Commission confirms action on sewage disposal in Northern Ireland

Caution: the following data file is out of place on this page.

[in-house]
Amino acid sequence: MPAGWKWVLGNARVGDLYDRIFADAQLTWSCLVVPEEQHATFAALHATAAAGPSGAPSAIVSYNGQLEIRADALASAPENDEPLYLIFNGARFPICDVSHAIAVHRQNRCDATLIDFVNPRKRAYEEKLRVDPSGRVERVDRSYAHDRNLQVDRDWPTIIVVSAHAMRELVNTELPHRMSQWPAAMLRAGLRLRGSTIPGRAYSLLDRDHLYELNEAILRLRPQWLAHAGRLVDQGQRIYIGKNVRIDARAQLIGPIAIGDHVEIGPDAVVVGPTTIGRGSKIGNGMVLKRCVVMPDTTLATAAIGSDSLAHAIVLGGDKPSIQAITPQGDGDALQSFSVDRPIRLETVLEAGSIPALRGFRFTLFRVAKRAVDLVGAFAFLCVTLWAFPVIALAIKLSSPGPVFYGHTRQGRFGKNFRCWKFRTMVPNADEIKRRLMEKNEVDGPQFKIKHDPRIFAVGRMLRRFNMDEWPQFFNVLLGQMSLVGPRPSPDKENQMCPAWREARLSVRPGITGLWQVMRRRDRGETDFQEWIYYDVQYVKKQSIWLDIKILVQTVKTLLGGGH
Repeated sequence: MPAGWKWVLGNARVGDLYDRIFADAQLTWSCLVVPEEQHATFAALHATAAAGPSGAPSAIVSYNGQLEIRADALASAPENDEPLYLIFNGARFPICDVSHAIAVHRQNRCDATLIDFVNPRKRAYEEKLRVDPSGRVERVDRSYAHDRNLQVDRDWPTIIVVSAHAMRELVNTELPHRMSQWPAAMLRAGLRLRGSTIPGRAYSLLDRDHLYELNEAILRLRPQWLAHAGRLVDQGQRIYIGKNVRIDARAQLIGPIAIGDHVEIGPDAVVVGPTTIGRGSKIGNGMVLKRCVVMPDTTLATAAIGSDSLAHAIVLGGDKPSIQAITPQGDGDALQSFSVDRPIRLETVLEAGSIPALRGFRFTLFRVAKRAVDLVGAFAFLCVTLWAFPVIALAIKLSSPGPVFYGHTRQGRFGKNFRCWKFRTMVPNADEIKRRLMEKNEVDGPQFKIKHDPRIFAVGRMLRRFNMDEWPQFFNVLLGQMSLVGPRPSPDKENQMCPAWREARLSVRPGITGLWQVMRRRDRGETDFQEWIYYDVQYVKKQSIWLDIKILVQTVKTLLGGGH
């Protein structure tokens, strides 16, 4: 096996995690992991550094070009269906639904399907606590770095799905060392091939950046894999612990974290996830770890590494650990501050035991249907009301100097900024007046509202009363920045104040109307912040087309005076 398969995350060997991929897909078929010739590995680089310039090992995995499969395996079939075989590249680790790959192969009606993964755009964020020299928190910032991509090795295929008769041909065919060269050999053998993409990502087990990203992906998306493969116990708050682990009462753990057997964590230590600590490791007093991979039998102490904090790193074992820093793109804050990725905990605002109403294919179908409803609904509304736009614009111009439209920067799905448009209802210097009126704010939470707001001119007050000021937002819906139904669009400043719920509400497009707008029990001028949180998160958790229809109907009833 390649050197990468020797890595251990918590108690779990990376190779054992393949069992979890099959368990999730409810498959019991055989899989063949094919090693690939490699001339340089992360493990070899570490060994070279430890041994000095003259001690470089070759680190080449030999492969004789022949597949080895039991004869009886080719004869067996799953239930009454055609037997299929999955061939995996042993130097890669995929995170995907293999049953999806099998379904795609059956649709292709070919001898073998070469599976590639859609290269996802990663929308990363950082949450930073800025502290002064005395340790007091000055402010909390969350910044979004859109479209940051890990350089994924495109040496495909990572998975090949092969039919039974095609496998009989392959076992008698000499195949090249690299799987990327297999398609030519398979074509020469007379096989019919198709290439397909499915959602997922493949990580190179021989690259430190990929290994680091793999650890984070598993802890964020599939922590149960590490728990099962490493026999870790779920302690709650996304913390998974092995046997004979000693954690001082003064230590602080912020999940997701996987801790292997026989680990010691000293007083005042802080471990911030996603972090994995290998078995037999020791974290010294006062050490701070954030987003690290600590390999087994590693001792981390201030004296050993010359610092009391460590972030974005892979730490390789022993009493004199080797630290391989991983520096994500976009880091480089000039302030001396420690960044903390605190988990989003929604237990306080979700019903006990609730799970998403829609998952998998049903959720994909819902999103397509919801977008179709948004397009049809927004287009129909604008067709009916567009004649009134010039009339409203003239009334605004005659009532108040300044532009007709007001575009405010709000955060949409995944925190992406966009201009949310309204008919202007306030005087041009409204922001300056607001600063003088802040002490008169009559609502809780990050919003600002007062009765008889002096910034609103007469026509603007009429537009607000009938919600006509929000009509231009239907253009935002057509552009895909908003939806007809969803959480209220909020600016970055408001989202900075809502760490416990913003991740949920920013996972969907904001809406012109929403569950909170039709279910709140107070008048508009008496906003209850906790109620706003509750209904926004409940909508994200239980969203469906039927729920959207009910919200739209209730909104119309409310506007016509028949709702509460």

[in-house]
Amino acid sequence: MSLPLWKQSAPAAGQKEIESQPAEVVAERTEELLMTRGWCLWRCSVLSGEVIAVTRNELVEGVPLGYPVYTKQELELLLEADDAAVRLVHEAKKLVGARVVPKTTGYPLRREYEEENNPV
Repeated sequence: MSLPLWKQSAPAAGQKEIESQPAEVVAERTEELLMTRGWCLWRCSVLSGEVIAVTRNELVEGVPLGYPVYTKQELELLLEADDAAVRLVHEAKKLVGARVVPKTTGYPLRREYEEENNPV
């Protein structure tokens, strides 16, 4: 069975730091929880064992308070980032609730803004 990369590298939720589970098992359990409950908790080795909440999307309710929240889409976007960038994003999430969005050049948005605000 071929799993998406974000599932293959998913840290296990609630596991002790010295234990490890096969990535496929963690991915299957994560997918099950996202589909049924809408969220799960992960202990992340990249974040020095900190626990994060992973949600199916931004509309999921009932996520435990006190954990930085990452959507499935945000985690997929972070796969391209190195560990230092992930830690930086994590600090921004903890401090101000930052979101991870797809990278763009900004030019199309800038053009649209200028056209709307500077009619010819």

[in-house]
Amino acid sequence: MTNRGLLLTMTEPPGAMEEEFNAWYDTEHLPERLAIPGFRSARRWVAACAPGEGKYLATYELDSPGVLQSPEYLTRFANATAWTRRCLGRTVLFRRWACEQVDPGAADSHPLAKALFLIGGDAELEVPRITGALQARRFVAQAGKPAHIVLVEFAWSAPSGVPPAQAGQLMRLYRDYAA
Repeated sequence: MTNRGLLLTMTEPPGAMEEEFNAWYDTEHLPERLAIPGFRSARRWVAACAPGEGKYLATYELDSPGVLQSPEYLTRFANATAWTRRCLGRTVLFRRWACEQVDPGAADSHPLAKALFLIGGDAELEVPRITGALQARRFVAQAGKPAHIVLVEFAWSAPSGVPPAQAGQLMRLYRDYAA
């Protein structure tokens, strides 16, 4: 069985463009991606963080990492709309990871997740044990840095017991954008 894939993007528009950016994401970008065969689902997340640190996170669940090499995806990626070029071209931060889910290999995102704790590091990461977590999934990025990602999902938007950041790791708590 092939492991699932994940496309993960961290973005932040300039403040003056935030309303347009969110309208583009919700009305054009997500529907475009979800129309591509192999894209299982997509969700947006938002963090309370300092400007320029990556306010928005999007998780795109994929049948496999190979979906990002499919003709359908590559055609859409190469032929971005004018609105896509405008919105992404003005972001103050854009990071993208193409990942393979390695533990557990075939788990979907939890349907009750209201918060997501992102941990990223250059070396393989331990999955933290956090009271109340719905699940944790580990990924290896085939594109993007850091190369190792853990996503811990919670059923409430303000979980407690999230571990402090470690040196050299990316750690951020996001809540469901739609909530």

The European Commission is sending a final written warning to the United Kingdom asking it to comply with the 1991 Urban Wastewater Treatment Directive. Under this Directive, sewage and other wastewater from all urban centres with populations of over 15,000 is required to undergo secondary-level (i.e. biological) treatment before being discharged into rivers and the sea. The necessary treatment plants to achieve this should have been operational by 31 December 2000, but in the UK this has not yet been done for 14 urban areas. Nine of the areas are in Northern Ireland: Bangor, Carrickfergus, Coleraine, Londonderry, Larne, Newtownabbey, Omagh, Portrush and Donaghadee. Moreover, the situation in Northern Ireland risks being exacerbated by a decision to allow substantial new development to go ahead in some of the areas where no appropriate wastewater treatment is in place. This appears to be happening despite the authorities' own assessment that the developments pose a medium to high risk of having negative environmental impacts. The other five towns are in England and Scotland, at Broadstairs and Margate in Kent, Brighton on the south coast, Bideford/Northam in Devon and Lerwick in Scotland.